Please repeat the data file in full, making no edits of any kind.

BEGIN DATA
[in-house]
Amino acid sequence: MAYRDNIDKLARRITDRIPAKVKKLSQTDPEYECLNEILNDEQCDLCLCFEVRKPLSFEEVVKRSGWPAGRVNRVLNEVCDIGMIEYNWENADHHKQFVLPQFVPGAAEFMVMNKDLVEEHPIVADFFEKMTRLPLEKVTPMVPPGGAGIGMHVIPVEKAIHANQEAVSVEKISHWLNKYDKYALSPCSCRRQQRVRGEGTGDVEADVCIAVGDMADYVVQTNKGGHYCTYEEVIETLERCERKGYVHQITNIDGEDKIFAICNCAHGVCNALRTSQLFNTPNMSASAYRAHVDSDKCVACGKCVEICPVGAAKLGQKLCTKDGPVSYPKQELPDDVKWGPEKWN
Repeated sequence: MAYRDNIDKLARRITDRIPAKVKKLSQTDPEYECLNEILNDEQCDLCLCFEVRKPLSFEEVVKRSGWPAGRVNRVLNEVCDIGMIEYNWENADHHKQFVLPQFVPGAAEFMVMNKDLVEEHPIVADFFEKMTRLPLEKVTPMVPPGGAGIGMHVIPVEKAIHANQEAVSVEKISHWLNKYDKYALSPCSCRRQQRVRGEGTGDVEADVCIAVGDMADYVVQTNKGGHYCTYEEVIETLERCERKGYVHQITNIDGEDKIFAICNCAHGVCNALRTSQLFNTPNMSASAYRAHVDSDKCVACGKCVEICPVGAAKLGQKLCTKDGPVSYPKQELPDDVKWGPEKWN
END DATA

[in-house]
Amino acid sequence: MAYRDNIDKLARRITDRIPAKVKKLSQTDPEYECLNEILNDEQCDLCLCFEVRKPLSFEEVVKRSGWPAGRVNRVLNEVCDIGMIEYNWENADHHKQFVLPQFVPGAAEFMVMNKDLVEEHPIVADFFEKMTRLPLEKVTPMVPPGGAGIGMHVIPVEKAIHANQEAVSVEKISHWLNKYDKYALSPCSCRRQQRVRGEGTGDVEADVCIAVGDMADYVVQTNKGGHYCTYEEVIETLERCERKGYVHQITNIDGEDKIFAICNCAHGVCNALRTSQLFNTPNMSASAYRAHVDSDKCVACGKCVEICPVGAAKLGQKLCTKDGPVSYPKQELPDDVKWGPEKWN
Repeated sequence: MAYRDNIDKLARRITDRIPAKVKKLSQTDPEYECLNEILNDEQCDLCLCFEVRKPLSFEEVVKRSGWPAGRVNRVLNEVCDIGMIEYNWENADHHKQFVLPQFVPGAAEFMVMNKDLVEEHPIVADFFEKMTRLPLEKVTPMVPPGGAGIGMHVIPVEKAIHANQEAVSVEKISHWLNKYDKYALSPCSCRRQQRVRGEGTGDVEADVCIAVGDMADYVVQTNKGGHYCTYEEVIETLERCERKGYVHQITNIDGEDKIFAICNCAHGVCNALRTSQLFNTPNMSASAYRAHVDSDKCVACGKCVEICPVGAAKLGQKLCTKDGPVSYPKQELPDDVKWGPEKWN